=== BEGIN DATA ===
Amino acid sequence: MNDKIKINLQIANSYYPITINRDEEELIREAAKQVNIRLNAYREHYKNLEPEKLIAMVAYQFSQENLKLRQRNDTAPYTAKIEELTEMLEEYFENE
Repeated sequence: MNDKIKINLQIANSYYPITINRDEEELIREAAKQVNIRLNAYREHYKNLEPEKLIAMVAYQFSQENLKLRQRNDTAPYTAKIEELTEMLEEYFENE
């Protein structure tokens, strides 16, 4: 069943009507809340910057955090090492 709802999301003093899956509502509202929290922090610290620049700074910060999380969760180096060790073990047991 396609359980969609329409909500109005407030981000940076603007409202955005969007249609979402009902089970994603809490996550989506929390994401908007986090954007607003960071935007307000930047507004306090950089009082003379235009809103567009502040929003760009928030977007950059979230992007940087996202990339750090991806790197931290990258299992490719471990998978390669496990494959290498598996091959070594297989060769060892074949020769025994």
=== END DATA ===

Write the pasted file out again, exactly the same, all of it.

Amino acid sequence: MNDKIKINLQIANSYYPITINRDEEELIREAAKQVNIRLNAYREHYKNLEPEKLIAMVAYQFSQENLKLRQRNDTAPYTAKIEELTEMLEEYFENE
Repeated sequence: MNDKIKINLQIANSYYPITINRDEEELIREAAKQVNIRLNAYREHYKNLEPEKLIAMVAYQFSQENLKLRQRNDTAPYTAKIEELTEMLEEYFENE
């Protein structure tokens, strides 16, 4: 069943009507809340910057955090090492 709802999301003093899956509502509202929290922090610290620049700074910060999380969760180096060790073990047991 396609359980969609329409909500109005407030981000940076603007409202955005969007249609979402009902089970994603809490996550989506929390994401908007986090954007607003960071935007307000930047507004306090950089009082003379235009809103567009502040929003760009928030977007950059979230992007940087996202990339750090991806790197931290990258299992490719471990998978390669496990494959290498598996091959070594297989060769060892074949020769025994």